Envisioning Security and Compliance as the Data-Driven Nucleus of Healthcare and Life Sciences Industries

As data has become a critical resource driving business decisions, so too has it found itself integral to the healthcare industry. While it can uniquely empower health decisions for the better, it requires a delicate balance of actionable data and security and compliance; if that balance isn’t met, the consequences are particularly disastrous for fields like healthcare, which are strictly regulated and dependent on correct information.

Joining together for DBTA’s webinar, “Unlock Your Data's Full Potential: Healthcare & Life Sciences Edition,” experts from Immuta, Snowflake, and Radiant explored modern data security strategies in healthcare and life sciences industries that can maintain rigorous compliance while mitigating risk and driving productivity.

John O'Brien, principal advisor and industry analyst for Radiant Advisors opened the discussion with the top priorities of companies today: ensuring data is appropriately secured and governed consistently throughout the data lifecycle, as well as having a data security strategy that supports a policy-based enterprise approach for data utilized by different users and use cases.

“In general, we’ve gone beyond this generation of big data and having big eyes and are excited with what we can do with it, and we’re really back into, ‘hey, we have to do this responsibly’,” said O’Brien. “The trend in the last few years has moved back towards data management, but more importantly, it has really been moved back into security and governance.”

O’Brien emphasized “security at the beginning,” explaining that at the time data is brought into your architecture, it should be secure in all of its iterations. Being able to access data that users can trust in its compliance—at any time—is fundamental for all industries, but 10x more complex and necessary for healthcare.

Operating from a set of ideological tenets, Radiant observes the following as critical for data security in healthcare and life sciences industries:

  • Adopt intuitive tools that anyone can easily adopt, use, and publish reports from.
  • Optimize analytics lifecycles to increase efficiency.
  • Empower people through self-service data analytics.
  • Set analytics as a strategic priority driven by the executive team.
  • Embrace a data culture that highlights data as driving decision making.

Todd Crosslin, industry principal for healthcare and life sciences at Snowflake, continued the conversation by highlighting the way entities in healthcare and life sciences can optimize their current infrastructure to begin rolling out the aforementioned tenets of data security.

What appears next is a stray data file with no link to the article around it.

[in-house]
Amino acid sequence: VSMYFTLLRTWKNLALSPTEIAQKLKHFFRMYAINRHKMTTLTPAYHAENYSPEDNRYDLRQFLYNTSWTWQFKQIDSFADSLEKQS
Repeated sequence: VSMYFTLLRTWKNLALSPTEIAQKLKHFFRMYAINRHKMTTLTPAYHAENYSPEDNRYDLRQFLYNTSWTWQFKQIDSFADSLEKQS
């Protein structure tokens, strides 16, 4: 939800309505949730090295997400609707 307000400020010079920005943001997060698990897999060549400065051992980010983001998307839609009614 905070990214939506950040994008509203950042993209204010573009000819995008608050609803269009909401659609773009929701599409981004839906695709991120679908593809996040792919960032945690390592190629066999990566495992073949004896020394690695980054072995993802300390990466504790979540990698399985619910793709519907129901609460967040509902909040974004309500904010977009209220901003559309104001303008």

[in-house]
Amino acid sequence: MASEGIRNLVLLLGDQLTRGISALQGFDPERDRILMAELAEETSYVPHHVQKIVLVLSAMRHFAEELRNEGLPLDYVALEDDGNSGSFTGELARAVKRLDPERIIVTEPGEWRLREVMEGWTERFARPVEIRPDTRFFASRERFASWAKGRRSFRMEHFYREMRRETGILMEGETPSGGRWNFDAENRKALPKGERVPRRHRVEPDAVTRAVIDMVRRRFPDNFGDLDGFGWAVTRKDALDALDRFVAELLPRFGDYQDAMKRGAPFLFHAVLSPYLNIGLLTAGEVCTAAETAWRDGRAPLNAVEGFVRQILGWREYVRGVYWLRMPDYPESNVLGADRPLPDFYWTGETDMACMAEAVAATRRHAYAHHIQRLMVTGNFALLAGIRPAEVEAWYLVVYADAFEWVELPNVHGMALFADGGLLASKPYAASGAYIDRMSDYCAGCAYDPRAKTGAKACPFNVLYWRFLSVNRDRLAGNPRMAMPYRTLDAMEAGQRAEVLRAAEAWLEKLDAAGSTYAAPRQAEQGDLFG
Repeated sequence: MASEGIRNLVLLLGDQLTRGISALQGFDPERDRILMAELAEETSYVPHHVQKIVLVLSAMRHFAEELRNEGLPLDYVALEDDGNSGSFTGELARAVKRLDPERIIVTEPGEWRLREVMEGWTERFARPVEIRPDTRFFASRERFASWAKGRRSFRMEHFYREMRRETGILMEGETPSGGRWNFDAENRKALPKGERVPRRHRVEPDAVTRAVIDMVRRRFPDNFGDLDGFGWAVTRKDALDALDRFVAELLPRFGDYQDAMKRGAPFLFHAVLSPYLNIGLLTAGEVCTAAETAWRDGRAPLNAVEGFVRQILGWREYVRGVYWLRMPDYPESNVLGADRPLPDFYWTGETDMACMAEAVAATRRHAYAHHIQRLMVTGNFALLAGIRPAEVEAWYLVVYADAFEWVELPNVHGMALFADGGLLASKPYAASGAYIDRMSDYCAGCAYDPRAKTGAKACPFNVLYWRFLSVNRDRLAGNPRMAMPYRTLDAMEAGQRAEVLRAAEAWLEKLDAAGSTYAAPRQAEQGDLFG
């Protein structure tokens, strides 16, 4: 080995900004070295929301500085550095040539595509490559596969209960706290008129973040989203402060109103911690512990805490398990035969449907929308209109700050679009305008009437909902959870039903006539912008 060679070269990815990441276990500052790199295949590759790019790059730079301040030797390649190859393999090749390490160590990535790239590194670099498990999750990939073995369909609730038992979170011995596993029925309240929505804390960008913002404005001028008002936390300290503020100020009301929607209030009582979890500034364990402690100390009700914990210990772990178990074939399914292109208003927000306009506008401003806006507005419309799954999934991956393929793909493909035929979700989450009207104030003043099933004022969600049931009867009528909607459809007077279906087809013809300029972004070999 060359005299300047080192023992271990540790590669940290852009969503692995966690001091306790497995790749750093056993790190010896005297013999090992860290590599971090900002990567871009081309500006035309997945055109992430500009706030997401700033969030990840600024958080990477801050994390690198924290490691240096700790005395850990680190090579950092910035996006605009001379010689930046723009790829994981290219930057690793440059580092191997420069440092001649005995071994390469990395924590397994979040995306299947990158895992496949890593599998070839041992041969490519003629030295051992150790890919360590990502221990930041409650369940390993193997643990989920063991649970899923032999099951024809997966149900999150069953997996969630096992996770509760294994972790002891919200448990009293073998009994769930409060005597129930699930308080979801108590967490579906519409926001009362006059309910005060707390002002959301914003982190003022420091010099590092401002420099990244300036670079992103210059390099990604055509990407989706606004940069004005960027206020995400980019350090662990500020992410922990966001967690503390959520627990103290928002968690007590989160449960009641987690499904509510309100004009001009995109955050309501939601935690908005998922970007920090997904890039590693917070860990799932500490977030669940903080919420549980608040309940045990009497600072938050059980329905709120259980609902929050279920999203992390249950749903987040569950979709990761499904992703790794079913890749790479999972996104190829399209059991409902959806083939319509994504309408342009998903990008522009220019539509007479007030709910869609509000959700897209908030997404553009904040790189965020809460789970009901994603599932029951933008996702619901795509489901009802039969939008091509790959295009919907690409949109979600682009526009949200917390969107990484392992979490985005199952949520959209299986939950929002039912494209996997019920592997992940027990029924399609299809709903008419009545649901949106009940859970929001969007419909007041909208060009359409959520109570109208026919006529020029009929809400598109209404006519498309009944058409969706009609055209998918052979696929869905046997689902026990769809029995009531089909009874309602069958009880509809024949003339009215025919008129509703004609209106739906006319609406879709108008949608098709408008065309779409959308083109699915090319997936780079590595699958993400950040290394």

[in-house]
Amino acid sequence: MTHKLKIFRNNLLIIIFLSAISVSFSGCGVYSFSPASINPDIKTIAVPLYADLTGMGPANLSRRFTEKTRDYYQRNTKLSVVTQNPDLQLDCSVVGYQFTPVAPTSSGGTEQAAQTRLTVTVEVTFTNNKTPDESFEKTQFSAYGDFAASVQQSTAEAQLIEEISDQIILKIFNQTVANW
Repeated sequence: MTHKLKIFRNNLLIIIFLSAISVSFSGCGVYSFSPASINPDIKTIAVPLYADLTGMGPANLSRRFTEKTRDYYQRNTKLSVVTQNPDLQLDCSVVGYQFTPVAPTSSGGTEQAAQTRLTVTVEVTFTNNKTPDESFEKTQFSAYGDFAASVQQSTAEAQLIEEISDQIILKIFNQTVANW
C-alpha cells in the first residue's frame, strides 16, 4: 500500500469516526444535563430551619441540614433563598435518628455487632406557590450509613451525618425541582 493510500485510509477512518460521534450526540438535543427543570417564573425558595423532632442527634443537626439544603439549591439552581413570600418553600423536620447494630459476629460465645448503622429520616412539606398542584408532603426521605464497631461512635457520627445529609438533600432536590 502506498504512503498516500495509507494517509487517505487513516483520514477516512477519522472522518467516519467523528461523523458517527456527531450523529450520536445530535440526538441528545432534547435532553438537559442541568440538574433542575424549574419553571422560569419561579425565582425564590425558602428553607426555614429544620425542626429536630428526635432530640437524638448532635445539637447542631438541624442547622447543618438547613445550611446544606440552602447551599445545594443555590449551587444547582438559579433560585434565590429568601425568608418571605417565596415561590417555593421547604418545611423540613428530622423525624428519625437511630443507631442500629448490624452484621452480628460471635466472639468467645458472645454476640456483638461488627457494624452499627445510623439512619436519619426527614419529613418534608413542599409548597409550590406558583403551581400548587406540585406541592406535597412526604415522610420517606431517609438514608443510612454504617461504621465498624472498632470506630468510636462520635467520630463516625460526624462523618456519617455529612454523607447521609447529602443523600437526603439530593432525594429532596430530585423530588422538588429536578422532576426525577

Data silos prevent value realization, Crosslin stated, armed with a few critical statistics: 87% of decision makers want to expand their ability to use external data; healthcare data is estimated to double in size every 73 days; and approximately 80% of healthcare data is unstructured, according to a 2020 report from Forrester.

Crosslin introduced the Snowflake Platform, a single data platform for multiple data workloads, which leverages an intelligent infrastructure, an elastic performance engine, and optimized storage to meet the needs of healthcare and life sciences industries from unstructured data analytics to a 360-degree view of patient data. The platform emphasizes becoming data-driven, as opposed to anecdotally-driven, to rise to the fiscal challenges that the pandemic has only exacerbated for these specific industries.

“What you see with Snowflake as a platform is that it provides simplicity with agility and speed in order to generate the ROI that they [the healthcare and life sciences industries] are looking for,” said Crosslin. “Anecdotal answers are no longer going to be sufficient in this challenging economic environment.”

As a result, organizations need available data that is just as secure and protected internally as it is externally. Snowflake’s live data sharing abilities assist in creating a massively collaborative ecosystem to benefit a variety of healthcare and life sciences organizations, yet at the core of it all, Crosslin explained, you must make sure that that shared data is protected.

Sam Tawfik, head of product marketing at Immuta, tackled the issue of secure scaling in these industries. Immuta is trying to solve a key problem: data policies are a roadblock to secure scaling. When moving to the cloud, an explosion of data sources, compounded with an explosion of data users, results in an explosion of policies that create complex, unmanaged challenges at scale.

The Immuta Data Access Platform was offered by Tawfik as the key solution to this pervasive security issue, enabling discovery of data, secure authoring, orchestration, and privacy, as well as the ability to monitor its innerworkings. Identifying what data is sensitive data within your organization is essential to ensuring scalable compliance, according to Tawfik.

“A data security platform is not just about protecting the data, because if you take a step back, in order to protect data, you must first know what kind of data you’re dealing with,” explained Tawfik. “You need to be able to discover that sensitive data. We need to be able to tag it and have high confidence that this is the data that is considered sensitive—because everything that’s done from that point on depends on that decision.”

Immuta’s platform offers a holistic approach for data security, as honing in on only a singular aspect of security prevents scalability and adaptability in the future.

To learn more about data security and compliance in the healthcare and life sciences industries, you can view an archived version of the webinar here.